Republicans and Democrats can work together to tighten banking regulations

Republican Rick Scott and Democrat Elizabeth Warren blamed the collapse of the two banks on regulatory missteps by the US central bank, which has so far been working with an internal inspector general reporting to the Fed’s board of directors.

Our bill will address this by creating a Senate-appointed, Senate-appointed Inspector General and an Inspector General at the Federal Reserve, like any other major government agency.”

– he said in a joint statement with Scott Warren.

Warren said this month’s banking turmoil underscores the urgent need for a truly independent inspector general to hold Fed officials accountable for any loopholes or wrongdoing.

The Federal Reserve has no comment on the filing.

The legislation introduced Wednesday would replace the Federal Reserve’s Inspector General with an independent supervisory commissioner who oversees the Federal Reserve and Consumer Financial Protection Bureau (CFPB).

The CFPB, responsible for consumer protection in the financial sector, technically operates within the Federal Reserve System, but is completely independent except for one major factor: It is funded by transfers from the Federal Reserve.

Warren played a major role in founding the CFPB in the aftermath of the 2007-2008 financial crisis under Democratic President Barack Obama. The US Supreme Court agreed last month to hear a case challenging CFPB’s funding structure, which some conservatives say violates the US Constitution.

The collaboration between Scott and Warren, who are usually on opposite ends of the political spectrum, could be the start of a new bipartisan initiative on banking, Reuters reports.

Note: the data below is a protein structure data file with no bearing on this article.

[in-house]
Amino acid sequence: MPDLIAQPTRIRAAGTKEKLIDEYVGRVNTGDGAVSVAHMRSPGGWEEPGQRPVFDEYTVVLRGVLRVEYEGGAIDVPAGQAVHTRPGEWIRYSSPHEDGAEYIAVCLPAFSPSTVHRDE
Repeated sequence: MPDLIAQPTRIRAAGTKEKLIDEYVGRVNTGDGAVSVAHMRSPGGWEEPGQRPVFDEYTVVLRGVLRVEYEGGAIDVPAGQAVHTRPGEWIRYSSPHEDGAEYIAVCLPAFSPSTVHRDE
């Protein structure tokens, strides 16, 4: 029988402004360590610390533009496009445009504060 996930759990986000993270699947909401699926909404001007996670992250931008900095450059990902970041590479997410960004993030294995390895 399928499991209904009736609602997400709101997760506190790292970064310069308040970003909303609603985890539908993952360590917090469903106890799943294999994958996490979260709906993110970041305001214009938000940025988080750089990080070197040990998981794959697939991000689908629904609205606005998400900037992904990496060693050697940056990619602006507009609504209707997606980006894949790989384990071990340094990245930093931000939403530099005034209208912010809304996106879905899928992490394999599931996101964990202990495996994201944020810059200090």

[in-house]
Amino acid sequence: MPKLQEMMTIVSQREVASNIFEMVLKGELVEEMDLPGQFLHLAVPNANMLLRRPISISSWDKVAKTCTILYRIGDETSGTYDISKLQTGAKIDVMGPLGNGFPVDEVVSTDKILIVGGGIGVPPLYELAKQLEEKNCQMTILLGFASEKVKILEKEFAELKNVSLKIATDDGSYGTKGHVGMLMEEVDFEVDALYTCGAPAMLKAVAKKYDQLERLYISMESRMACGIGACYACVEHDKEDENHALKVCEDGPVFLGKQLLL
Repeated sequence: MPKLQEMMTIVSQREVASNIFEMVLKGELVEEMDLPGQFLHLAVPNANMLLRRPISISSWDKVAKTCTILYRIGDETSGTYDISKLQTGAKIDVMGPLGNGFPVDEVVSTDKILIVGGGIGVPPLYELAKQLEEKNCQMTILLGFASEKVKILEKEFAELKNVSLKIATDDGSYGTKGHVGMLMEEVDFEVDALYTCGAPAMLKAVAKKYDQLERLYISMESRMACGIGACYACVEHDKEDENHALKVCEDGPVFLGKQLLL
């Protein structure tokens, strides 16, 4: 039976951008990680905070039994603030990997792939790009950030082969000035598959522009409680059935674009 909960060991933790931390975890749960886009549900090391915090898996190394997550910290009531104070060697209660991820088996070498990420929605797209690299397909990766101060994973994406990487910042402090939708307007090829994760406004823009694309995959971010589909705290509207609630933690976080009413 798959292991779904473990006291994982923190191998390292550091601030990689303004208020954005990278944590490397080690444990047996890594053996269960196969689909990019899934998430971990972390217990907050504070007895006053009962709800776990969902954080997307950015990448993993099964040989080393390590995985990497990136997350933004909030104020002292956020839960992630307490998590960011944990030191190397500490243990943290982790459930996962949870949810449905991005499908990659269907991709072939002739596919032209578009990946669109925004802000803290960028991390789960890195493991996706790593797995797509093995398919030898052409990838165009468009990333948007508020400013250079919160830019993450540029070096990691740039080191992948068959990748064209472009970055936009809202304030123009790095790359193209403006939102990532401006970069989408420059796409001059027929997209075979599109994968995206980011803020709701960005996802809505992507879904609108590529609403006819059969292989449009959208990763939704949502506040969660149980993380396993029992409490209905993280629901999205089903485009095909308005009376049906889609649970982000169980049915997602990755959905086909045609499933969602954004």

Warren, who is on the left wing of the Democrats, regularly speaks out on financial issues. He sits on both the Senate Banking and Senate Finance Committees and chairs subcommittees for both bodies. Scott, the former Florida governor, is a hardline conservative known for his tough stance on fiscal policy.

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The show of bipartisanship stands in stark contrast to the partisan deadlock over the debt ceiling between Republicans and Democratic President Joe Biden, which has stoked concerns in financial markets.

Both Republicans and Democrats have raised the possibility of tighter oversight of banking regulators after the collapse of Silicon Valley Bank and Signature Bank, which was followed by billions of dollars in losses for financial stocks.

House Financial Services Committee Chairman Patrick McHenry, R-North Carolina, and the committee’s top Democrat, Maxine Waters, scheduled a hearing on the banking system for March 29, which officials from the Federal Reserve and the Federal Deposit Insurance Corporation (FDIC) will attend. ) will vouch.

Federal Reserve Chairman Jerome Powell said at today’s central bank interest rate meeting that the central bank will also take the initiative to tighten banking supervision rules. According to the central bank governor, the bank’s managers made several mistakes, but he did not explain what happened, as the Federal Reserve is currently conducting an investigation in this regard.

Cover image: Getty Images

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